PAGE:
What is Addiction?

When life spins out of control, sometimes there is an urge to look outside of yourself for something to make it feel better because the challenges seem too overwhelming to face. Whether it’s drugs, alcohol or gambling, the “interventions” in which we choose to engage might make us feel better quickly, which can make it seem like our intervention is working. You might feel as though the activity gives you more confidence and a much-needed distraction from the challenges you’re experiencing. But sometimes, these seemingly short-term solutions to life’s challenges make our lives spin even more out of control. Over time, you may need more and more of the substance or activity to make you feel better. You might also start to experience negative changes to your body and your brain, and significant disruption in your relationships, work life, and health.

An addiction is a strong and compulsive need to have, or do, something repeatedly that is typically harmful to you in some way.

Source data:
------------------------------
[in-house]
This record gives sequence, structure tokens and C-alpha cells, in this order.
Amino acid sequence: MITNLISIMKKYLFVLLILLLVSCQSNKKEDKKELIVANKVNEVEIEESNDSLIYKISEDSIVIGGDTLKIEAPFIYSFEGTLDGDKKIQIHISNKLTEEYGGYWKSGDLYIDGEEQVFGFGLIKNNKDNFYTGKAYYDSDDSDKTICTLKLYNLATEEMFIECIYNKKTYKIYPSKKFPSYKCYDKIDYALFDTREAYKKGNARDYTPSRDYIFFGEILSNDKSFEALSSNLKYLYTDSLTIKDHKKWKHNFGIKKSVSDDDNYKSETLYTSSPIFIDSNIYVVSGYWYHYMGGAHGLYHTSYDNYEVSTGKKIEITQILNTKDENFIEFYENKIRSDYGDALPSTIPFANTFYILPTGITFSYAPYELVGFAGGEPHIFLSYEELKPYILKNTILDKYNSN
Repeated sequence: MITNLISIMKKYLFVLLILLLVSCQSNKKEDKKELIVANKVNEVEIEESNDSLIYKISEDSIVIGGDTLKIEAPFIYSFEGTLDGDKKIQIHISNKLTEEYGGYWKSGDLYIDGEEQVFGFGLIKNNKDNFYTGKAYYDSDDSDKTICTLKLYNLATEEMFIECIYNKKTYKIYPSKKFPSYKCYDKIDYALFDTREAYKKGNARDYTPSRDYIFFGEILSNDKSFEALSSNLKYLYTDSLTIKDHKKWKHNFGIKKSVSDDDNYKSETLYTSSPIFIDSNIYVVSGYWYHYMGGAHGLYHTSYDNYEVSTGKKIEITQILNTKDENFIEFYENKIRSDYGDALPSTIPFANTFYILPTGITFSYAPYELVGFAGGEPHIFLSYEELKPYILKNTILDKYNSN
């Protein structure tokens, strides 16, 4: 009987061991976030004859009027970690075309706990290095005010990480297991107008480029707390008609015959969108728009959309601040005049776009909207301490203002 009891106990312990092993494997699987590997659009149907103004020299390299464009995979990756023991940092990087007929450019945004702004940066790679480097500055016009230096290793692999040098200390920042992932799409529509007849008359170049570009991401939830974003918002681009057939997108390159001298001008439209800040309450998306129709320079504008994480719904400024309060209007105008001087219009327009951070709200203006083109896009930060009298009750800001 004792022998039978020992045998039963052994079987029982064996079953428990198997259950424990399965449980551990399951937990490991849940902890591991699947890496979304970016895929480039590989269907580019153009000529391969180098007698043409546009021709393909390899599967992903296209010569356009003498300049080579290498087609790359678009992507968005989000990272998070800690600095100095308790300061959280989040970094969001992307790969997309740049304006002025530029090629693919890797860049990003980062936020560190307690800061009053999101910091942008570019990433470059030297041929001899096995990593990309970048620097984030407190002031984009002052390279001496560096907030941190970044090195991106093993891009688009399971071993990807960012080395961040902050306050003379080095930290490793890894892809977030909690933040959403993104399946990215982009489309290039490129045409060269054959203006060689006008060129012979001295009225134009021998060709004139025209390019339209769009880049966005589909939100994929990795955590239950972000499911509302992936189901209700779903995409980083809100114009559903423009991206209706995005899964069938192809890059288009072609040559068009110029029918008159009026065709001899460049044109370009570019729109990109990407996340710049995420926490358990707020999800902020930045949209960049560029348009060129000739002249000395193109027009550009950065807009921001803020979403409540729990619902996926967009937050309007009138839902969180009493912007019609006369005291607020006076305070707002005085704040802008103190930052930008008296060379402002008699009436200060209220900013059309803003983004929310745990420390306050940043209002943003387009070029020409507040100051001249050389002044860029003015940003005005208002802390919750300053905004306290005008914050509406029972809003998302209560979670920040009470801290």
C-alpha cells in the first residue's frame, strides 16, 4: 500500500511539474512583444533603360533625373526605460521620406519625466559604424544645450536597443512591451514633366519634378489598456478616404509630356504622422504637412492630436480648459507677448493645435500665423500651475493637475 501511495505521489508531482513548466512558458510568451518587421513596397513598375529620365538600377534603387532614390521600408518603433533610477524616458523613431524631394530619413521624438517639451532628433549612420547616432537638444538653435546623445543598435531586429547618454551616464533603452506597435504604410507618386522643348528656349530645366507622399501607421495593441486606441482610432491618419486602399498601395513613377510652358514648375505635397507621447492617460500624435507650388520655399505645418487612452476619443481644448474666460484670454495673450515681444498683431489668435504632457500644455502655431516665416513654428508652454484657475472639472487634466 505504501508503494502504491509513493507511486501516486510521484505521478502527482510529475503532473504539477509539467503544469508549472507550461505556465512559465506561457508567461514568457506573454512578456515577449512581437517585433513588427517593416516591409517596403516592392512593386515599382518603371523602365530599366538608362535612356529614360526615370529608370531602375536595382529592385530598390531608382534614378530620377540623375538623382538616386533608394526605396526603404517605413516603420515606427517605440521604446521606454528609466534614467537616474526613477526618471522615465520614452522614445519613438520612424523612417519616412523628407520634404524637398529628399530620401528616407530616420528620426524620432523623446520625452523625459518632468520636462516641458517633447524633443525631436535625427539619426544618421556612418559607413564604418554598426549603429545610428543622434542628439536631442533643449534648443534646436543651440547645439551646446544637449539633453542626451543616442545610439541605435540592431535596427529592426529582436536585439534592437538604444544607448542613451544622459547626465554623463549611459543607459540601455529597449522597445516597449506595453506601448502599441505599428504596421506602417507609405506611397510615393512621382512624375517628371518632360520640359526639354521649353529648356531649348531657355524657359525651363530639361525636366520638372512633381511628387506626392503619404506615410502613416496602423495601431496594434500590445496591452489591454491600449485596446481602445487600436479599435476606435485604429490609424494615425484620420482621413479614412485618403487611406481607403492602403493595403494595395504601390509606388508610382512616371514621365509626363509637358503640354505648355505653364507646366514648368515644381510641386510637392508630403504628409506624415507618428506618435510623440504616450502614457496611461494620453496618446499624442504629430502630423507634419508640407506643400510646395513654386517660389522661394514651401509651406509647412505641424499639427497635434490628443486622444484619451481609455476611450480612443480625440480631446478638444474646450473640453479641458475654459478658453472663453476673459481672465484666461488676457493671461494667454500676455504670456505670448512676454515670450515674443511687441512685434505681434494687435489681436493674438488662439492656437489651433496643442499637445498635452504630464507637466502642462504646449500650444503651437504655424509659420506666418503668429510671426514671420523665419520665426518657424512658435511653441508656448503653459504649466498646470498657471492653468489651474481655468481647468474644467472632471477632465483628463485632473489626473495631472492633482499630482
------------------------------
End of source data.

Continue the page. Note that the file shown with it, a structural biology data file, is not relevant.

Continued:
There are many different kinds of addictions but the most common ones include alcohol, drugs (prescription or recreational), gambling, sex, and shopping.

Addiction

Signs of an addiction

It can sometimes be difficult to pinpoint whether there is an addiction because it can flip from healthy to unhealthy over a long period of time. There are four critical questions that help clarify if an addiction is affecting you:

  • Do you have cravings for the substance or activity?
  • Do you lose control over the amount and frequency of use?
  • Do you have an overwhelming need or compulsion to use?
  • Do you use regardless of the consequences to yourself and others?

If you answered “yes” to any of these questions, it may be time to get more information about dealing with addictions and unwanted behaviours.

Treating addictions

The first step to any addiction is recognizing and admitting that something is wrong. Having an awareness of the issue allows you to make decisions about how you’re going to move forward towards resolving it.

Content adapted with permission from Dalton Associates.